• alt / option + arrow keys¬†= Move lines of code or the cursor through lines of code

Debugging:

  • cmd + return / enter¬†= This starts debugging mode from the Run menu item, no need to go through menu items
  • cmd + \¬†= Toggles breakpoint,¬†no need to go through the Run menu item
  • cmd + shift + I = Step Into,¬†no need to go through the Run menu item
  • cmd + shift + O¬†= Step¬†Over
  • cmd + shift + U¬†= Step¬†Out

Other useful actions, “Attach to Process” and “Detach” when debugging Unity, these don’t have any default keyboard shortcuts, but if you enter MonoDevelop-Unity menu item and reopen Preferences window, you can add your own under “Key Bindings”. This also shows everything I just highlighted and more.

Hope this all helps and please share your workflow improvements!

Localization Support with Unity!

LanguageManage

New users to Unity tend to ask about an integrated support for localization within the editor (built-in tools), currently Unity does not have this, so users ask for solutions and what’s available to get this setup. I found a free package on the asset store titled Language Manager¬†– which is a key based system and easy to integrate multiple language support for your games and apps. Let’s take a deeper look into the package and highlight the ease of use in getting it setup:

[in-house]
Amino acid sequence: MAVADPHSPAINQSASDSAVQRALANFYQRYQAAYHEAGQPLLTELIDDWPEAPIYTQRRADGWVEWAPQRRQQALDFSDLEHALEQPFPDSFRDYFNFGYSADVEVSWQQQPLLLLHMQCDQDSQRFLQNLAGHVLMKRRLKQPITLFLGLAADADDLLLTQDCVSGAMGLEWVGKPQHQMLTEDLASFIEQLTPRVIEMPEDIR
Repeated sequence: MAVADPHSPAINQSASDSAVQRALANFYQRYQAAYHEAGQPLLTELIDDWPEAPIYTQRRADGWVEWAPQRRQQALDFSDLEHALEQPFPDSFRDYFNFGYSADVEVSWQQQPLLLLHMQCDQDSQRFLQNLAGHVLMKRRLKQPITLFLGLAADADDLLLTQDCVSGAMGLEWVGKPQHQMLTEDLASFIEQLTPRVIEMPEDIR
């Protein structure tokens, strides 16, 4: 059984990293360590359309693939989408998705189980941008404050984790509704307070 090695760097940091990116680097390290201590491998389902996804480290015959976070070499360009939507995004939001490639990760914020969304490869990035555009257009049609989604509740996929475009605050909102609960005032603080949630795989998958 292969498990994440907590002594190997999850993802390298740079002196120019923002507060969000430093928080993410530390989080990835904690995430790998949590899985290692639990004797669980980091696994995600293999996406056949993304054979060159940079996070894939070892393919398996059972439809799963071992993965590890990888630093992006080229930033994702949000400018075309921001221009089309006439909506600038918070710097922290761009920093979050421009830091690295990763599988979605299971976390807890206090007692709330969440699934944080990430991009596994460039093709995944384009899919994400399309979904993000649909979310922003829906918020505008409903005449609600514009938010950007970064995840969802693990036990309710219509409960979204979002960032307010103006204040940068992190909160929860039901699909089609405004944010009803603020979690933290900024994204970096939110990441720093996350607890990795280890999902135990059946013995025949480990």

Getting Started:

  1. Create an AssetStore Account if you haven’t got a UDN account setup already
  2. Do a search for Language Manager or follow this link for the browser version: https://www.assetstore.unity3d.com/#/content/1018
  3. Download and import the asset package into a new project – Best to test it out before directly importing into your current professional project

Within your new Unity project, you will see a folder named “LanguageManager” in the project window. The folder contains the scripts and resources needed to add localisation support to your game or app, included support already for 6 different languages. We shall take a quick look at the sample scene included.

Double click the sample scene to open – click the main camera in the hierarchy window and notice the script component named: TestScript.